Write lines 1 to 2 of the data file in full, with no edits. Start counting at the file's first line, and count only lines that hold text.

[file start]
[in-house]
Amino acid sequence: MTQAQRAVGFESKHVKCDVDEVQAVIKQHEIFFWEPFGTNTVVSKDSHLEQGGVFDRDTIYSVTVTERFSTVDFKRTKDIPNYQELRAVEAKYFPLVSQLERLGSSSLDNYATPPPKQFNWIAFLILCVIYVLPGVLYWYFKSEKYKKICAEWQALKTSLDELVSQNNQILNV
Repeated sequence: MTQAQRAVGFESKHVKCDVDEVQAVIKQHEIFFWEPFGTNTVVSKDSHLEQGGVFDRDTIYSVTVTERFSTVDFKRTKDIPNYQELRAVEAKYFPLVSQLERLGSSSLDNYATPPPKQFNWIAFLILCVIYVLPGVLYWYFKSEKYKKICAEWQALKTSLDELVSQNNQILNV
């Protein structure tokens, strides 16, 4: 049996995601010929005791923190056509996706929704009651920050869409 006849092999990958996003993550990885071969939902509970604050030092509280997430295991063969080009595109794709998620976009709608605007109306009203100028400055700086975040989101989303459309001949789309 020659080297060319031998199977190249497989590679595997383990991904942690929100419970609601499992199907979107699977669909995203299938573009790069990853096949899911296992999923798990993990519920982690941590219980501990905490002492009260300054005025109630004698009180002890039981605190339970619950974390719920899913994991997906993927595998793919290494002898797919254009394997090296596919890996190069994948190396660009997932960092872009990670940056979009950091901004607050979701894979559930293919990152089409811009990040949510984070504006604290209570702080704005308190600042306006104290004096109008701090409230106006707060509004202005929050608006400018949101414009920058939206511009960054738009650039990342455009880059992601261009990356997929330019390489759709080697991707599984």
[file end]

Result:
[in-house]
Amino acid sequence: MTQAQRAVGFESKHVKCDVDEVQAVIKQHEIFFWEPFGTNTVVSKDSHLEQGGVFDRDTIYSVTVTERFSTVDFKRTKDIPNYQELRAVEAKYFPLVSQLERLGSSSLDNYATPPPKQFNWIAFLILCVIYVLPGVLYWYFKSEKYKKICAEWQALKTSLDELVSQNNQILNV